The most traditional and modern sides of Vienna, the focus of our cross-disciplinary Humanities workshop

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Students participated in this monographic session that included talks given a day before travelling to the city itself. 

Vienna, located in the heart of the Danube valley, is the city of the waltz that is also imbued with romanticism, architecture and history. This Vienna, both traditional and modern, was the protagonist of the cross-disciplinary Humanities workshop.

The art that can be found on its streets, as well as its buildings and music inspired the various talks that were given on 22 January in the Saló de Graus room. The event was aimed at students who the following day were off on a five-day trip around the Austrian capital.  

Thus the cross-disciplinary workshop was given once again as the precursor to a unique academic experience. Alberto Estévez was the first speaker, and he talked about “The appearance of art and modern architecture in Vienna”. Estévez was formerly a professor at the Universität für angewandte Kunst de Viena (University of the Applied Arts) in the 90s and is a specialist in the Viennese Secession.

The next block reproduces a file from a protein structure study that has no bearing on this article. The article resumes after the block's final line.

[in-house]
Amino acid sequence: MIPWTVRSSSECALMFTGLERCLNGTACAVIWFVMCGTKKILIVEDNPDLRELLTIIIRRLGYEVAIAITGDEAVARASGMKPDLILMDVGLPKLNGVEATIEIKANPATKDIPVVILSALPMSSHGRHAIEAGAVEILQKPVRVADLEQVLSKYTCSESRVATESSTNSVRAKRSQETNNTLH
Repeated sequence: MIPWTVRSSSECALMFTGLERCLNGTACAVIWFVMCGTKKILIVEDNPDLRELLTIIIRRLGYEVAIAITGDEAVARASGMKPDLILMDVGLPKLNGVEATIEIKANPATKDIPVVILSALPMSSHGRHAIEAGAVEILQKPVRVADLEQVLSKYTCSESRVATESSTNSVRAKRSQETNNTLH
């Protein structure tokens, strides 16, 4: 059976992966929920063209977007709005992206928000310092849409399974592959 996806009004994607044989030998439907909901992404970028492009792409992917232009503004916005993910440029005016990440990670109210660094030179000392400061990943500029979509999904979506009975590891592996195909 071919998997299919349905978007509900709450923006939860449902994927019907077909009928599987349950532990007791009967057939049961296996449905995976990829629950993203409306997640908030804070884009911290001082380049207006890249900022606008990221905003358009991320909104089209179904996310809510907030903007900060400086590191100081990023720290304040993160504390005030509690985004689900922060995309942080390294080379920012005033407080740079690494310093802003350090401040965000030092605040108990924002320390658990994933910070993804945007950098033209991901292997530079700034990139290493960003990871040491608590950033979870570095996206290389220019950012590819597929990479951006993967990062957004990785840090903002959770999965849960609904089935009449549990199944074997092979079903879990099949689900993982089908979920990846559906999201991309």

Afterwards, Josep Casals, a professor from the University of Barcelona (UB), gave a talk entitled: “The three generations of Viennese modernity”. Subsequently there was a talk called: “Viennese neuroses: The ambivalent relationship with Vienna in the memoirs of Hilde Spiel and Ruth Klüger”, given by Rosa Pérez, a professor from the Faculty of Philology at the UB. 

After the break, UIC Barcelona professor and orchestra director Joan Grimalt gave students a talk entitled “An approach to Mahler’s music.” At the end of the event, tenured professor at the UB Joan Molet talked about “Ringstrasse Architecture”, since he is a 19th century specialist.